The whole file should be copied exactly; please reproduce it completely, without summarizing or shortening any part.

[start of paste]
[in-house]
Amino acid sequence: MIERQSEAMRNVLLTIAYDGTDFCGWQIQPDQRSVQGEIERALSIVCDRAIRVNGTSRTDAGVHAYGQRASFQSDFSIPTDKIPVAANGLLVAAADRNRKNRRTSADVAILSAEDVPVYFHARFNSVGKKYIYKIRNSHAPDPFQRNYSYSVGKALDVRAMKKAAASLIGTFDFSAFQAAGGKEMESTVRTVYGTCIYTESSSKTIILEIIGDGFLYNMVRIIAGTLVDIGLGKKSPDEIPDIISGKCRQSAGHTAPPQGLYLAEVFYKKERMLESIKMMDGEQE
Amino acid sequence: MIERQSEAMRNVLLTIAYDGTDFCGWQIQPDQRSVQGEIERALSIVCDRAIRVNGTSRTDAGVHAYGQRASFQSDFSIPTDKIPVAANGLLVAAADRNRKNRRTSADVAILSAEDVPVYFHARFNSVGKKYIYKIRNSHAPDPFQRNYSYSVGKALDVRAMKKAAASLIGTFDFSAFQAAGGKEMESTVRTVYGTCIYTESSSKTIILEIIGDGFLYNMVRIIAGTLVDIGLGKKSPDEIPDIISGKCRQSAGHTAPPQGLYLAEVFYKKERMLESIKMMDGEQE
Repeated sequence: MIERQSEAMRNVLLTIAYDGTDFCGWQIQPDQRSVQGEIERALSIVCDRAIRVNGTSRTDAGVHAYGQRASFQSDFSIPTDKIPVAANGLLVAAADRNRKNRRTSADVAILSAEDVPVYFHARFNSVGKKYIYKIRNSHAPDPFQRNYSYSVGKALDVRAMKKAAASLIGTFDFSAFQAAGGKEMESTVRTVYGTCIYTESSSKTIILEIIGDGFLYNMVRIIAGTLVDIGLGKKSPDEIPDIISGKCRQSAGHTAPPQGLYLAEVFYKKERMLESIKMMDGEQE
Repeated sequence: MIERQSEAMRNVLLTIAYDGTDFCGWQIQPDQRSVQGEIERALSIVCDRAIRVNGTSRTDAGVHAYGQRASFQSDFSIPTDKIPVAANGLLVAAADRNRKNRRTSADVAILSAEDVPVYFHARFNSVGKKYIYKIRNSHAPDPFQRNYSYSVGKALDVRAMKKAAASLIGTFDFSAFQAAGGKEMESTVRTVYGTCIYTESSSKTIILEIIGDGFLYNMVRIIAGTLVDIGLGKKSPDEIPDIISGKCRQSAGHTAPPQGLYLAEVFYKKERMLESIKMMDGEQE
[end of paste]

[in-house]
Amino acid sequence: MIERQSEAMRNVLLTIAYDGTDFCGWQIQPDQRSVQGEIERALSIVCDRAIRVNGTSRTDAGVHAYGQRASFQSDFSIPTDKIPVAANGLLVAAADRNRKNRRTSADVAILSAEDVPVYFHARFNSVGKKYIYKIRNSHAPDPFQRNYSYSVGKALDVRAMKKAAASLIGTFDFSAFQAAGGKEMESTVRTVYGTCIYTESSSKTIILEIIGDGFLYNMVRIIAGTLVDIGLGKKSPDEIPDIISGKCRQSAGHTAPPQGLYLAEVFYKKERMLESIKMMDGEQE
Amino acid sequence: MIERQSEAMRNVLLTIAYDGTDFCGWQIQPDQRSVQGEIERALSIVCDRAIRVNGTSRTDAGVHAYGQRASFQSDFSIPTDKIPVAANGLLVAAADRNRKNRRTSADVAILSAEDVPVYFHARFNSVGKKYIYKIRNSHAPDPFQRNYSYSVGKALDVRAMKKAAASLIGTFDFSAFQAAGGKEMESTVRTVYGTCIYTESSSKTIILEIIGDGFLYNMVRIIAGTLVDIGLGKKSPDEIPDIISGKCRQSAGHTAPPQGLYLAEVFYKKERMLESIKMMDGEQE
Repeated sequence: MIERQSEAMRNVLLTIAYDGTDFCGWQIQPDQRSVQGEIERALSIVCDRAIRVNGTSRTDAGVHAYGQRASFQSDFSIPTDKIPVAANGLLVAAADRNRKNRRTSADVAILSAEDVPVYFHARFNSVGKKYIYKIRNSHAPDPFQRNYSYSVGKALDVRAMKKAAASLIGTFDFSAFQAAGGKEMESTVRTVYGTCIYTESSSKTIILEIIGDGFLYNMVRIIAGTLVDIGLGKKSPDEIPDIISGKCRQSAGHTAPPQGLYLAEVFYKKERMLESIKMMDGEQE
Repeated sequence: MIERQSEAMRNVLLTIAYDGTDFCGWQIQPDQRSVQGEIERALSIVCDRAIRVNGTSRTDAGVHAYGQRASFQSDFSIPTDKIPVAANGLLVAAADRNRKNRRTSADVAILSAEDVPVYFHARFNSVGKKYIYKIRNSHAPDPFQRNYSYSVGKALDVRAMKKAAASLIGTFDFSAFQAAGGKEMESTVRTVYGTCIYTESSSKTIILEIIGDGFLYNMVRIIAGTLVDIGLGKKSPDEIPDIISGKCRQSAGHTAPPQGLYLAEVFYKKERMLESIKMMDGEQE